12:35 PM / Friday November 17, 2017

23 Jan 2015

U.S. fund for UNICEF partners with consortium of African American faith-based leaders to help stop Ebola

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January 23, 2015 Category: Diaspora Posted by:

Fundraising initiative to support UNICEF’s lifesaving work in West Africa will launch during Black History Month


New York –– The U.S. Fund for UNICEF is proud to announce a new partnership to combat Ebola with a consortium of noted faith-based leaders who head up some of the largest African American churches and religious organizations in the country. The joint initiative, I AM #STOPPINGEBOLA, will launch during Black History Month and aims to raise funds in support of UNICEF’s work to halt the spread of Ebola in Liberia, one of the West African countries hardest hit by the virus.

“We are thrilled to join forces with the heads of African American religious groups in the fight against Ebola. These leaders have stepped up to the plate at just the right time. Global attention on the crisis is fading, but children and their families in West Africa still need our support,” said Caryl Stern, president and CEO of the U.S. Fund for UNICEF.

“Every donation, no matter the size, helps save lives. We are grateful to everyone who donates and shares the message that with enough resources, Ebola can be stopped,” added Edward G. Lloyd, chief operating officer and chief financial officer of the U.S. Fund for UNICEF.

From February 1, 2015 through the end of the month, faith leaders representing churches with more than 11 million members will encourage their congregations to donate toward the purchase of hygiene kits critical to protecting children and families from Ebola. Each hygiene kit costs $43 and contains soap, chlorine, gloves, buckets and instructions for usage, among other much-needed items.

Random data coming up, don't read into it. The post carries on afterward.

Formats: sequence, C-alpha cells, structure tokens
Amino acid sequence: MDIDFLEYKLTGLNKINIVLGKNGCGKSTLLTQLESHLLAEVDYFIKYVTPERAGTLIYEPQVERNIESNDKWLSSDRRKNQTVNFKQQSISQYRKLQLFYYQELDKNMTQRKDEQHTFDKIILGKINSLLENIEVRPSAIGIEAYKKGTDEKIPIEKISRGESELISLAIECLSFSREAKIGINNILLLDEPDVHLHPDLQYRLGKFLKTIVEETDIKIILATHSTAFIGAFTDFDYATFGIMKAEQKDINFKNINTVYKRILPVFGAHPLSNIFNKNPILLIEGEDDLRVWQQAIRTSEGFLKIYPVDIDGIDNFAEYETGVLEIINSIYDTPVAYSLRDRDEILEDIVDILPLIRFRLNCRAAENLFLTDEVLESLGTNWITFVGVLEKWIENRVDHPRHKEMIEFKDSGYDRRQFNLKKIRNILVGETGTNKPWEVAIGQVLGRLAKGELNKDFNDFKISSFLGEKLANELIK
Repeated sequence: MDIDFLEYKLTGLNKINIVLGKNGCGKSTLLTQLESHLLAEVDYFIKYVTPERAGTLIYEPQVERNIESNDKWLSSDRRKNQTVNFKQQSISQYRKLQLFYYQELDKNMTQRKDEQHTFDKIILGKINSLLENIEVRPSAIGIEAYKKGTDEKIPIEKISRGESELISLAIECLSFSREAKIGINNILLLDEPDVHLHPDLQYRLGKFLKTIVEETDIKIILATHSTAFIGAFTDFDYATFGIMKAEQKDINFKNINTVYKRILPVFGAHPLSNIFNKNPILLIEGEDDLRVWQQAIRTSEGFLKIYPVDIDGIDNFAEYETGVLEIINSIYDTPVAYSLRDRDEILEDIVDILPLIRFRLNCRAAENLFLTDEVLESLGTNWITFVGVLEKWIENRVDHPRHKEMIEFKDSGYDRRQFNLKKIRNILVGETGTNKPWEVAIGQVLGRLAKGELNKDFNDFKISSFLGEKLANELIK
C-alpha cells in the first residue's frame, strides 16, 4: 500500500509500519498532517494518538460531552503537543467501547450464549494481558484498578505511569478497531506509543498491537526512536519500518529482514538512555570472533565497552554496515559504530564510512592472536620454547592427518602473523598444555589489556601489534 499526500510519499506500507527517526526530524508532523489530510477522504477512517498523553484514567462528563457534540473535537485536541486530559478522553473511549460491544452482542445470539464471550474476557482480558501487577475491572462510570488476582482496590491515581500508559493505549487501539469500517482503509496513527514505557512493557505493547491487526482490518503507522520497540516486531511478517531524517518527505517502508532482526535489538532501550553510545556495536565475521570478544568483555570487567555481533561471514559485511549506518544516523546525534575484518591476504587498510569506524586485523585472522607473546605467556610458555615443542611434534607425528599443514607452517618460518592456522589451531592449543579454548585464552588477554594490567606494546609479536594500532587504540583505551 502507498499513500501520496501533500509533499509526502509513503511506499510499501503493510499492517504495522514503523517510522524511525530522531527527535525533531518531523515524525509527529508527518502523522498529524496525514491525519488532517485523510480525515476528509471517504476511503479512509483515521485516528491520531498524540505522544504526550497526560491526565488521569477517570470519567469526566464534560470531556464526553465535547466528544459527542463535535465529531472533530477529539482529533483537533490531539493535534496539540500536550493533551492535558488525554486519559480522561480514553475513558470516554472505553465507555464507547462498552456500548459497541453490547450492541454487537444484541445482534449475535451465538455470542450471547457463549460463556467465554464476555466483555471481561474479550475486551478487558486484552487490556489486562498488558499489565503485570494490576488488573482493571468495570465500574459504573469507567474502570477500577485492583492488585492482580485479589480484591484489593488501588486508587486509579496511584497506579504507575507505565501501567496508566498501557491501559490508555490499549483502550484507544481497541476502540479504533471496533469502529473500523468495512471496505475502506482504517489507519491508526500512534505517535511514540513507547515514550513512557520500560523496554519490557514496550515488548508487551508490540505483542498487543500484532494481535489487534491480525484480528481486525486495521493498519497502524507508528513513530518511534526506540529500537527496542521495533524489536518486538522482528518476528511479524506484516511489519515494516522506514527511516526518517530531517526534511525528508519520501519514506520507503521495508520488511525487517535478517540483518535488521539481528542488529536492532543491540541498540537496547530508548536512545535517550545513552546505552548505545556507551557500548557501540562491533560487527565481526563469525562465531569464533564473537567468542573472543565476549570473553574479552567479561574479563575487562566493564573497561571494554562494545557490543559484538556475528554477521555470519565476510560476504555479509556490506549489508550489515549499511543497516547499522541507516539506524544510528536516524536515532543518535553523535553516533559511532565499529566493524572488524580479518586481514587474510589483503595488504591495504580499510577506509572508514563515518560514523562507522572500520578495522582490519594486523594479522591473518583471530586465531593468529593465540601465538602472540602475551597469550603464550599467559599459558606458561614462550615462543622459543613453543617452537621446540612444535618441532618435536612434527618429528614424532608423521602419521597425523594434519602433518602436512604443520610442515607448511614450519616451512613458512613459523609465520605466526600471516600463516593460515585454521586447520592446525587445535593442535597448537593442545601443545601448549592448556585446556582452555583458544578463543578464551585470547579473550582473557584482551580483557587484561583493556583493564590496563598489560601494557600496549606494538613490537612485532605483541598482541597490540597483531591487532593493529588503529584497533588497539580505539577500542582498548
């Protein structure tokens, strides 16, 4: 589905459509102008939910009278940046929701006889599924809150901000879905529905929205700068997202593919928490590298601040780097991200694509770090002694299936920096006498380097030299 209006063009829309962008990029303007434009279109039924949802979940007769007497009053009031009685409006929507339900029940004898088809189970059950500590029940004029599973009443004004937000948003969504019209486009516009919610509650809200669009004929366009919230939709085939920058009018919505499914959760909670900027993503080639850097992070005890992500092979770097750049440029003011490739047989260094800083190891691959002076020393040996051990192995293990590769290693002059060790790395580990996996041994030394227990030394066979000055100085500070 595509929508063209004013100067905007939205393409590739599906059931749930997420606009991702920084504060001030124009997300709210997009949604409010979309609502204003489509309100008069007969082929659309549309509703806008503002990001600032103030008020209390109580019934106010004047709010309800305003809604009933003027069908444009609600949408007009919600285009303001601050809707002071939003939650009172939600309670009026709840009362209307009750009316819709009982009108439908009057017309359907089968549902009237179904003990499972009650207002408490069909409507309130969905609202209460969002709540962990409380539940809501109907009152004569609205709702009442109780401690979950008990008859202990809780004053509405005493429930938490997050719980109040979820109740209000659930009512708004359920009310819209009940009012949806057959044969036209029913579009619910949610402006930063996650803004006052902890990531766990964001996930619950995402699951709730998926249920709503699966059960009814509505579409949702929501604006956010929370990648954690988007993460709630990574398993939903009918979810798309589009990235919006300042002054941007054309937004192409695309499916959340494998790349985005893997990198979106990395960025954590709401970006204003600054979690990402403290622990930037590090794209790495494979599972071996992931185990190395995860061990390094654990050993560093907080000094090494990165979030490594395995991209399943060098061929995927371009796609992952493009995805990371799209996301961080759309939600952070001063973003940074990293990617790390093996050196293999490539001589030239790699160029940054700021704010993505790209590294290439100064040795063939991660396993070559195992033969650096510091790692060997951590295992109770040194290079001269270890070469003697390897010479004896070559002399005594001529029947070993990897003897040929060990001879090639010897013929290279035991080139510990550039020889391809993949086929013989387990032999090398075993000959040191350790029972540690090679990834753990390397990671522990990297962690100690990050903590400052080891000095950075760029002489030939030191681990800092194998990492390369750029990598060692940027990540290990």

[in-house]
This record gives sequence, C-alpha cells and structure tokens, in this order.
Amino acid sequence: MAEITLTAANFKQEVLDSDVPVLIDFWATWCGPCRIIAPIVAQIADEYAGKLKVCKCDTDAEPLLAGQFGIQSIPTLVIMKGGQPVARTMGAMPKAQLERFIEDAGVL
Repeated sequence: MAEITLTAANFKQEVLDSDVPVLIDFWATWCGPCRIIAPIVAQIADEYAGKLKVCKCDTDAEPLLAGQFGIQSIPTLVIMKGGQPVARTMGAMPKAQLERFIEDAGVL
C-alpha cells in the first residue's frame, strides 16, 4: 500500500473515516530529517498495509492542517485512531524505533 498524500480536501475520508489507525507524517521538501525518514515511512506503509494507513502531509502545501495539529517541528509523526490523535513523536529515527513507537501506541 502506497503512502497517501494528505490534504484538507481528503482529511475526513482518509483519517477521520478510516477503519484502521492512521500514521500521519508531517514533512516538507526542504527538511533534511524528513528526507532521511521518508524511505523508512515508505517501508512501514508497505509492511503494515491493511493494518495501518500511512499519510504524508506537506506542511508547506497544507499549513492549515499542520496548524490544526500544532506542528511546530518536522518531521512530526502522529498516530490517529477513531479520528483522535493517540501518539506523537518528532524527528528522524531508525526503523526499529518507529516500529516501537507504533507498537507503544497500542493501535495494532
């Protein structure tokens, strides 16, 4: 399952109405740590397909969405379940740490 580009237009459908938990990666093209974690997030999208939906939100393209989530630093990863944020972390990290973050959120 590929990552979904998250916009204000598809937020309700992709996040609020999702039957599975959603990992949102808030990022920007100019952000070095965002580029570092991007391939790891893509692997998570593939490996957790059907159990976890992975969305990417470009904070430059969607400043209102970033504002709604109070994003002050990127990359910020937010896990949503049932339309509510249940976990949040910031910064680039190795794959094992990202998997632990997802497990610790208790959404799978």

The hygiene kits will be distributed to households and schools in communities across Liberia that are affected by Ebola. The disease has infected more than 21,000 people and claimed over 8,000 lives in West Africa. More than 11,000 children have lost one or both parents due to the virus. To learn more about I AM #STOPPINGEBOLA, please visit

Members of the Faith-Based Leadership Consortium include Dr. Calvin Butts, the Pastor of the Abyssinian Baptist Church in the City of New York and the President of the State University of New York College at Old Westbury; Bishop Charles H. Ellis, III, Presiding Prelate of the Pentecostal Assemblies of the World, Inc.; Dr. Williams B. Moore Chairman, Chair of the Foreign Relations Committee, National Baptist Convention USA; Dr. James C Perkins, 20th President of the Progressive National Baptist Convention, Inc.; and Bishop P.A. Brooks, First Assistant Presiding Bishop on the presidium of the Church of God in Christ, Inc.

“Hygiene is the first line of defense for children and their families against Ebola,” said Dr. Calvin Butts. “We are looking forward to galvanizing our community during Black History Month to learn more about Ebola and help save lives in Liberia.”

“Along with my other distinguish friends in the Faith-Based Leadership Consortium, I am honored to work with the U.S. Fund for UNICEF to assist in providing hygiene kits where they’re most needed,” added Bishop Charles H. Ellis, III. “It’s gratifying to know that our efforts to help stop Ebola will make a meaningful impact in communities that are still vulnerable to the disease.”

From the outset, UNICEF has been on the frontlines in Ebola-affected countries in West Africa, in the heart of the most vulnerable communities. It is the lead organization conducting lifesaving awareness campaigns and is providing massive quantities of medical supplies, tents, hygiene kits and protective equipment in Liberia, Sierra Leone and Guinea. UNICEF is also caring for children affected by Ebola in treatment facilities and in their communities.


Key officials from the U.S. Fund for UNICEF first met with members of the Faith-Based Leadership Consortium in December to outline a pathway for an ongoing partnership to assist children and families in Africa. It was the first meeting of many the U.S. Fund intends to convene with African American organizations and groups as it works to develop long-term relationships with them.

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